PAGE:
Funeral Playlists

Not that I consider myself in any way moribund, but recently I’ve started thinking about a song list for my funeral. As I’m only 45 (I tell people I’m 55 in order to hear them say how incredibly young I look), I’m probably quite unlikely to kick the bucket any time soon. But funerals are the new weddings and I want to pick my own songs. I’ve come across some desperate ones. I recently gate crashed a funeral in Dublin when catching up with some friends, and even though I never knew the corpse in his living days, I still felt that Garth Brooks’ ‘The Dance’ was a tad twee as a funeral song. After all, it does conjure up the image of line dancing non drinkers in cowboy hats, and the corpse had apparently been a hash smoking hippie who met his death when his boat capsized on a lake. Of course, I do understand that the song itself relates to cherishing special memories, but if you listen to the lyrics it is actually all about a relationship gone wrong. Yuck.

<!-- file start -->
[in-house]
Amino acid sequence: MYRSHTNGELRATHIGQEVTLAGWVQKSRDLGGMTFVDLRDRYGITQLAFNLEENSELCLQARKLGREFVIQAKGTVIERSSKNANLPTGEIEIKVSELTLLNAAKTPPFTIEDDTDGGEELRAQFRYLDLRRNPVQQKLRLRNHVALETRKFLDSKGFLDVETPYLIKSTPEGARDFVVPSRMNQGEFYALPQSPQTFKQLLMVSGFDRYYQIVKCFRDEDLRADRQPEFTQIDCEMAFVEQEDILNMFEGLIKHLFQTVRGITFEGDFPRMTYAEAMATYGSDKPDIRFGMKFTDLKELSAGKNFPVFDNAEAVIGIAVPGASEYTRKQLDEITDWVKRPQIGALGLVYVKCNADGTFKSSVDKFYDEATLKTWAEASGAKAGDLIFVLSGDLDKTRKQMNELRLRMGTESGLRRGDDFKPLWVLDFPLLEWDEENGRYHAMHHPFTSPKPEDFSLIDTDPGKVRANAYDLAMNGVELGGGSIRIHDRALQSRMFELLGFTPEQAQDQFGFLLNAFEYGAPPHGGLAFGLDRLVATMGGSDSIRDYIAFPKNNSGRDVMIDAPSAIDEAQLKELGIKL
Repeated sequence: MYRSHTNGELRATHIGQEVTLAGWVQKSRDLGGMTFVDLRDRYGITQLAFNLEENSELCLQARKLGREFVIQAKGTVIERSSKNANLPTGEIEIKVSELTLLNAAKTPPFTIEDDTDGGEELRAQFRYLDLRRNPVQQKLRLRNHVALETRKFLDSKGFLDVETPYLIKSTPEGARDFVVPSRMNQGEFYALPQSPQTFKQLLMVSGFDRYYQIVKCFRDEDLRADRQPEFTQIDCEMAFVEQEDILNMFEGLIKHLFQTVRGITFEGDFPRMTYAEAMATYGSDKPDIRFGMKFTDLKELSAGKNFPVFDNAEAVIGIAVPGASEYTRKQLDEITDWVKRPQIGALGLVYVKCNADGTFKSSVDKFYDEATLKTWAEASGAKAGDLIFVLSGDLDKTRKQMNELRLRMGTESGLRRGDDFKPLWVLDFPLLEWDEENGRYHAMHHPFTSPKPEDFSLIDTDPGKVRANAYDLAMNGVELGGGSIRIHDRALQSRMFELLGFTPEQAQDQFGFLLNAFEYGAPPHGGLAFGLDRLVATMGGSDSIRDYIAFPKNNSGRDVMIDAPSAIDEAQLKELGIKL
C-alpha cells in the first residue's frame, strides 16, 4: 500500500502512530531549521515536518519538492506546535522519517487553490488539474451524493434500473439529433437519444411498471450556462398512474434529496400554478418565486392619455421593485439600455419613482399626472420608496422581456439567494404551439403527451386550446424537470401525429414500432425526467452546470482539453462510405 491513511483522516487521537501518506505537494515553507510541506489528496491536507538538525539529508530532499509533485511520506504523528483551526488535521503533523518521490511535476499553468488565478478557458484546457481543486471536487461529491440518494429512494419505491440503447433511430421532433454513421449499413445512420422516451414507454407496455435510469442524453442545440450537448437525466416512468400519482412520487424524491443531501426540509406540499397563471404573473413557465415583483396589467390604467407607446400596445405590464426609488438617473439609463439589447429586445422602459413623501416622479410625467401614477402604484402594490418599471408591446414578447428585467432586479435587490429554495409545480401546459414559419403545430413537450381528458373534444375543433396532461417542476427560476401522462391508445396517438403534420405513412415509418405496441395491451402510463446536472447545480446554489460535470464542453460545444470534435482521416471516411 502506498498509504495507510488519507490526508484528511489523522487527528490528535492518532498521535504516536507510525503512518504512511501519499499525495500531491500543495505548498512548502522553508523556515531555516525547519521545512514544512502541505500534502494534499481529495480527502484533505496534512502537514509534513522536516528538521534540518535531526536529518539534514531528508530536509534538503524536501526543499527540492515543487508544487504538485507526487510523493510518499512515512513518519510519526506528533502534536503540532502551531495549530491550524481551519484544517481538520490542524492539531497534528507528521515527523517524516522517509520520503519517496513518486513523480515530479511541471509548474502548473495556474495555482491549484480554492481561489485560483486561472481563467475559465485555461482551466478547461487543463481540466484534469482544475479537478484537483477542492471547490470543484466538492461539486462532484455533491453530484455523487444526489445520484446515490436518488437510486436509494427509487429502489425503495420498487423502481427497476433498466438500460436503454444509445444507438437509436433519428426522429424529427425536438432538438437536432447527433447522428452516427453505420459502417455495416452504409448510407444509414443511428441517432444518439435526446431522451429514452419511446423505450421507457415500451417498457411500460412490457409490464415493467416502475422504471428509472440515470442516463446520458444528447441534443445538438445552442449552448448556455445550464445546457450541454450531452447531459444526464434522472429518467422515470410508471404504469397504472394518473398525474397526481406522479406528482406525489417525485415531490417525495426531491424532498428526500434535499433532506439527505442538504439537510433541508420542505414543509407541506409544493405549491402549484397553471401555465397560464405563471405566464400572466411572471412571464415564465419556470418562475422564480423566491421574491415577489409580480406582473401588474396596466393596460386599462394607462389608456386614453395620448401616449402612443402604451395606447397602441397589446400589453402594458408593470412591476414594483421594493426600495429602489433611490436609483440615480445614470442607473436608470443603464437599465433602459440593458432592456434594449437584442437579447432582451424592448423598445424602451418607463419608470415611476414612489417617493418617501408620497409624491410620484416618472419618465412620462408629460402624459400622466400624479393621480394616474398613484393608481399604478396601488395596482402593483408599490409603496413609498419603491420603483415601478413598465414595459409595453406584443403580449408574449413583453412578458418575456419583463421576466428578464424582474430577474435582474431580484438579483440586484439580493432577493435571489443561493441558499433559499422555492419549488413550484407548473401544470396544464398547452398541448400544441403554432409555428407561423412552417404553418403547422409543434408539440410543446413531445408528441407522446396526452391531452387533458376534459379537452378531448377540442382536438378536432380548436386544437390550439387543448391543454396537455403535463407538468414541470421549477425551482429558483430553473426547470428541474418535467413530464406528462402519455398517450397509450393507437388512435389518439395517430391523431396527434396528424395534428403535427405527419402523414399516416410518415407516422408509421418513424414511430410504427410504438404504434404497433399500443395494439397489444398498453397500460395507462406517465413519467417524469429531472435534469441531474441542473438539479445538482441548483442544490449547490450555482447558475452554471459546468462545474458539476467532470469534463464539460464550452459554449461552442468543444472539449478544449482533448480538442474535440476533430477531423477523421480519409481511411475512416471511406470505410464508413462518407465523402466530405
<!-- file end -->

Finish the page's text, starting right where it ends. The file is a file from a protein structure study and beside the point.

So now the problem is that every …

The Safest Place for Teens

Having escaped the possibility of a short respite in prison, things are back to normal. I’m still living the ‘free’ life, which means I share my house with a sullen girl and two teenage sons. I’ll save the daughter for a more bulletproof blog and tell you about the boys: for the sake of anonymity on the web, let’s call them Lazy Git and I’ll do it Later (their real names are Eddie and Tom.) Unfortunately when Lazy Git turned 13 a few years back, I had just read a book saying that your living room is the safest place for teenage boys. As a result, I now have an ex-living room. The 42” TV (comes with valid license) is now attached to an Xbox, and there seem to be various other teens living in there on and off. It’s hard sometimes to know who’s who, they all look the same: pale, a tiny bit taller than me, way too skinny with deep voices and that type of fluff on their faces that old ladies in nursing homes sometimes have. So apart from marking out their territory with a whiff of combined …